Because the pivot axis of cam 6 is eccentric to the center point of the cam, movement of handle 14 causes the cam to rotate as an eccentric, with the result that the point 50 on the cam (FIG. 1) can be moved downward from the position shown in FIG. 1 to the position shown in FIG. 2 when the cam handle 14 is moved from its upper limit position in engagement with surface 44 to its lower limit position in engagement with surface 48. Preferably the surfaces 44 and 48 are spaced from one another to allow the handle to move through an angle of about 45.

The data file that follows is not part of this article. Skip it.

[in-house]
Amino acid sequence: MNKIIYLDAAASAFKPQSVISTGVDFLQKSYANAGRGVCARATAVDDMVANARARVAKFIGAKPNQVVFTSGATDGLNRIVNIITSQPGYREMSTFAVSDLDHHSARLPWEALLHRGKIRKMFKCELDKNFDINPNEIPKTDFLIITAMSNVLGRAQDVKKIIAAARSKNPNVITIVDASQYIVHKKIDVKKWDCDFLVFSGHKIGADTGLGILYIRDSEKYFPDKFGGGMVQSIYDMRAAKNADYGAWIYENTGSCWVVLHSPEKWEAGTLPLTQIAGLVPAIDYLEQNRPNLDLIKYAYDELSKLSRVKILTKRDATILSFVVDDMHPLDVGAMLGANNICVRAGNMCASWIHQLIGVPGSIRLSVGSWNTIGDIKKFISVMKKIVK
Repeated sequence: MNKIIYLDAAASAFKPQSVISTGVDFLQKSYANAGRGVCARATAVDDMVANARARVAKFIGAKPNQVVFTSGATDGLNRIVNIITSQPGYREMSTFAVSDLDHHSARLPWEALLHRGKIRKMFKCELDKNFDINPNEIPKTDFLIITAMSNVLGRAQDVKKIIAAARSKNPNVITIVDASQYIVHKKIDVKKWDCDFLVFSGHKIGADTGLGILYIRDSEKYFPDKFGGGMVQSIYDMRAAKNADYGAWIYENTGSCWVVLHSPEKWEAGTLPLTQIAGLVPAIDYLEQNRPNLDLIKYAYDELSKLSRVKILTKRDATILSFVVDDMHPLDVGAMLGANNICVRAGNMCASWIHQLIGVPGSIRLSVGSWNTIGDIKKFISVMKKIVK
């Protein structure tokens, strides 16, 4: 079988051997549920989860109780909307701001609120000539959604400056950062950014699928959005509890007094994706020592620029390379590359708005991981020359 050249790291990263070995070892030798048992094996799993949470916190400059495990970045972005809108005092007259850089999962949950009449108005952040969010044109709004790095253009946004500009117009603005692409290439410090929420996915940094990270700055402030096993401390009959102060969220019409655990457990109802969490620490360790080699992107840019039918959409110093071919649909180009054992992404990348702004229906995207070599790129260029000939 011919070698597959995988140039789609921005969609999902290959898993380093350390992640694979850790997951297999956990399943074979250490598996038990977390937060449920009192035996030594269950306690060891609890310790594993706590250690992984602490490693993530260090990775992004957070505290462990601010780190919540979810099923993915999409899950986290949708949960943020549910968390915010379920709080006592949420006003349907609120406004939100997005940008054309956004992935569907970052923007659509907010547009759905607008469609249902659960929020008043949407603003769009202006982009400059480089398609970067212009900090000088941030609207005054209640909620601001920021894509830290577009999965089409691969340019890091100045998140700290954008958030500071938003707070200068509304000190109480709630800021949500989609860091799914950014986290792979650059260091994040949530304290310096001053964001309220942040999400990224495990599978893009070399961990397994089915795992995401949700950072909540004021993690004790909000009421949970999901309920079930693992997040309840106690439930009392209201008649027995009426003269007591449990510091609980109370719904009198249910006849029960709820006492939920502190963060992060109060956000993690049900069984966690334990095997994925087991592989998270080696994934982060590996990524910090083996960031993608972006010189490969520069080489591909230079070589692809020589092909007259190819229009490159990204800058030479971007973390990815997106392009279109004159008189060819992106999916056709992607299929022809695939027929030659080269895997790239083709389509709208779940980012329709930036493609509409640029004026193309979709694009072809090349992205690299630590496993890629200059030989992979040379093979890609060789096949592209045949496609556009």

As seen in FIGS. 1 and 2, the bottom end of the housing 2 is formed so as to provide an enlarged opening 60 which is in communication with the cavity 4. Opening 60 is sized to receive several elements. One of these elements is a rigid bottom plate 70 which is preferably made of a metal, e.g. steel or aluminum, and has an annular configuration. Plate 70 comprises a cylindrical body section 74 and a radially-extending flat flange section 72 which protrudes radially outwardly and inwardly from body section 74. The latter is sized to make a close fit in housing opening 60 and is affixed to housing 2 by a press fit or by welding, a screw thread connection or in some other rotatable manner. The upper surface of the inner portion of flange section 72 serves as a retaining seat for a flat resilient ring 80. The latter is made of an elastomer or other suitable resilient material, e.g., a synthetic rubber such as a butyl or silicone rubber, or a resilient plastic such as a vinyl or urethane polymer. Preferably ring 80 has a durometer value of 45 to 50. Ring 80 has an inner cylindrical surface 82 that is sized so that, unless the ring is deformed, it will make a close but loose fit with a container cap when the chuck is placed over the cap. The ring 80 functions as a compression ring in the manner described hereafter.